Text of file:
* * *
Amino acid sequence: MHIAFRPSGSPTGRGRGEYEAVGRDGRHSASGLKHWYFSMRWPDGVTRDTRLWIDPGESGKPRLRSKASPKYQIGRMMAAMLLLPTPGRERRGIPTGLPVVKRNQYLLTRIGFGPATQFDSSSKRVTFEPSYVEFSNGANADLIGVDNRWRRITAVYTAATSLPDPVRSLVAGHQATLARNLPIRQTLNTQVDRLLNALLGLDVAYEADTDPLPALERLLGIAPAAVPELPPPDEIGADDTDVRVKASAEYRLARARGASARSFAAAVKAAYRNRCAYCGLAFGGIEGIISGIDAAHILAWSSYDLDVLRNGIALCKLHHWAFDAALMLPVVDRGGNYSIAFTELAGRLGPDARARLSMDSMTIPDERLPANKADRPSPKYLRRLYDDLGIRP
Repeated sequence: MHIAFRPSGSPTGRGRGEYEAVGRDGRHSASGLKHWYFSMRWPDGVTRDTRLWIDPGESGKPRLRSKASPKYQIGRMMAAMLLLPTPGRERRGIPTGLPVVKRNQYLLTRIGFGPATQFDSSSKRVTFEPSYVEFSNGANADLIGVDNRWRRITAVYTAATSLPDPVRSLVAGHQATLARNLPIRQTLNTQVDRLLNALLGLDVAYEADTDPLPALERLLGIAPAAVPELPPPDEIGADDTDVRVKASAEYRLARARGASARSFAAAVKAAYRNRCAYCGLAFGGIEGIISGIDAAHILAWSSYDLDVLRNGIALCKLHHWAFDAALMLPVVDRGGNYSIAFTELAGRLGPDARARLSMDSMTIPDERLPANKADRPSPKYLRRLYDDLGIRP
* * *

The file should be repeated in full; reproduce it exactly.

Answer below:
Amino acid sequence: MHIAFRPSGSPTGRGRGEYEAVGRDGRHSASGLKHWYFSMRWPDGVTRDTRLWIDPGESGKPRLRSKASPKYQIGRMMAAMLLLPTPGRERRGIPTGLPVVKRNQYLLTRIGFGPATQFDSSSKRVTFEPSYVEFSNGANADLIGVDNRWRRITAVYTAATSLPDPVRSLVAGHQATLARNLPIRQTLNTQVDRLLNALLGLDVAYEADTDPLPALERLLGIAPAAVPELPPPDEIGADDTDVRVKASAEYRLARARGASARSFAAAVKAAYRNRCAYCGLAFGGIEGIISGIDAAHILAWSSYDLDVLRNGIALCKLHHWAFDAALMLPVVDRGGNYSIAFTELAGRLGPDARARLSMDSMTIPDERLPANKADRPSPKYLRRLYDDLGIRP
Repeated sequence: MHIAFRPSGSPTGRGRGEYEAVGRDGRHSASGLKHWYFSMRWPDGVTRDTRLWIDPGESGKPRLRSKASPKYQIGRMMAAMLLLPTPGRERRGIPTGLPVVKRNQYLLTRIGFGPATQFDSSSKRVTFEPSYVEFSNGANADLIGVDNRWRRITAVYTAATSLPDPVRSLVAGHQATLARNLPIRQTLNTQVDRLLNALLGLDVAYEADTDPLPALERLLGIAPAAVPELPPPDEIGADDTDVRVKASAEYRLARARGASARSFAAAVKAAYRNRCAYCGLAFGGIEGIISGIDAAHILAWSSYDLDVLRNGIALCKLHHWAFDAALMLPVVDRGGNYSIAFTELAGRLGPDARARLSMDSMTIPDERLPANKADRPSPKYLRRLYDDLGIRP